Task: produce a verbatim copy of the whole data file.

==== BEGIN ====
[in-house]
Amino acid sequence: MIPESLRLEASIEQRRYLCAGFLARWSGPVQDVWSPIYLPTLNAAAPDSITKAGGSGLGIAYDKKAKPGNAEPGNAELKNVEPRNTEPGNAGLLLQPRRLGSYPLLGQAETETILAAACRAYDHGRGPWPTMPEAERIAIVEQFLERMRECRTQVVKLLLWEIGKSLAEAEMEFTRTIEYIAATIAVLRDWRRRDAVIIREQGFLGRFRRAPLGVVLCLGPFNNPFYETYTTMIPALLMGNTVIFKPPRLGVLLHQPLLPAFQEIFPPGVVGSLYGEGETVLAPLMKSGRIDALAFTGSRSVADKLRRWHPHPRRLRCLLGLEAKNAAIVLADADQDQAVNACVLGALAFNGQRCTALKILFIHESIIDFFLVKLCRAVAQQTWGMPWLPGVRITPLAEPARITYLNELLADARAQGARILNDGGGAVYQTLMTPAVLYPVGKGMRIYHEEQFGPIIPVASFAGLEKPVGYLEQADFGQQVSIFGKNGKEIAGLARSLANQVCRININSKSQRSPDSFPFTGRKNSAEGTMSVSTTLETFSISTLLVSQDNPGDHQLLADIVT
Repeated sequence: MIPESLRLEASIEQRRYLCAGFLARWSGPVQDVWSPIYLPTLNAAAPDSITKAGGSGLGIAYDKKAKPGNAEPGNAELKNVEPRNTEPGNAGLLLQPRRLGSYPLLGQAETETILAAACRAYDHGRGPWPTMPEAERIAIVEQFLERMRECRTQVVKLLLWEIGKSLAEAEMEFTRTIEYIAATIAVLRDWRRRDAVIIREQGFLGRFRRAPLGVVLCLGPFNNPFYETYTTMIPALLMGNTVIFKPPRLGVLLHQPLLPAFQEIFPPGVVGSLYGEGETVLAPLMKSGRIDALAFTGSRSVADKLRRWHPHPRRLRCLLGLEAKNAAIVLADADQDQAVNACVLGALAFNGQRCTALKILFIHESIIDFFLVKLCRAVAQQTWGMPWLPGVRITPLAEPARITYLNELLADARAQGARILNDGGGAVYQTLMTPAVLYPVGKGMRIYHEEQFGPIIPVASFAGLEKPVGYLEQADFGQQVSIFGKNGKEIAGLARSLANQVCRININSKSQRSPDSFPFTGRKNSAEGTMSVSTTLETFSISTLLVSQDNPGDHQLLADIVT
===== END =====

[in-house]
Amino acid sequence: MIPESLRLEASIEQRRYLCAGFLARWSGPVQDVWSPIYLPTLNAAAPDSITKAGGSGLGIAYDKKAKPGNAEPGNAELKNVEPRNTEPGNAGLLLQPRRLGSYPLLGQAETETILAAACRAYDHGRGPWPTMPEAERIAIVEQFLERMRECRTQVVKLLLWEIGKSLAEAEMEFTRTIEYIAATIAVLRDWRRRDAVIIREQGFLGRFRRAPLGVVLCLGPFNNPFYETYTTMIPALLMGNTVIFKPPRLGVLLHQPLLPAFQEIFPPGVVGSLYGEGETVLAPLMKSGRIDALAFTGSRSVADKLRRWHPHPRRLRCLLGLEAKNAAIVLADADQDQAVNACVLGALAFNGQRCTALKILFIHESIIDFFLVKLCRAVAQQTWGMPWLPGVRITPLAEPARITYLNELLADARAQGARILNDGGGAVYQTLMTPAVLYPVGKGMRIYHEEQFGPIIPVASFAGLEKPVGYLEQADFGQQVSIFGKNGKEIAGLARSLANQVCRININSKSQRSPDSFPFTGRKNSAEGTMSVSTTLETFSISTLLVSQDNPGDHQLLADIVT
Repeated sequence: MIPESLRLEASIEQRRYLCAGFLARWSGPVQDVWSPIYLPTLNAAAPDSITKAGGSGLGIAYDKKAKPGNAEPGNAELKNVEPRNTEPGNAGLLLQPRRLGSYPLLGQAETETILAAACRAYDHGRGPWPTMPEAERIAIVEQFLERMRECRTQVVKLLLWEIGKSLAEAEMEFTRTIEYIAATIAVLRDWRRRDAVIIREQGFLGRFRRAPLGVVLCLGPFNNPFYETYTTMIPALLMGNTVIFKPPRLGVLLHQPLLPAFQEIFPPGVVGSLYGEGETVLAPLMKSGRIDALAFTGSRSVADKLRRWHPHPRRLRCLLGLEAKNAAIVLADADQDQAVNACVLGALAFNGQRCTALKILFIHESIIDFFLVKLCRAVAQQTWGMPWLPGVRITPLAEPARITYLNELLADARAQGARILNDGGGAVYQTLMTPAVLYPVGKGMRIYHEEQFGPIIPVASFAGLEKPVGYLEQADFGQQVSIFGKNGKEIAGLARSLANQVCRININSKSQRSPDSFPFTGRKNSAEGTMSVSTTLETFSISTLLVSQDNPGDHQLLADIVT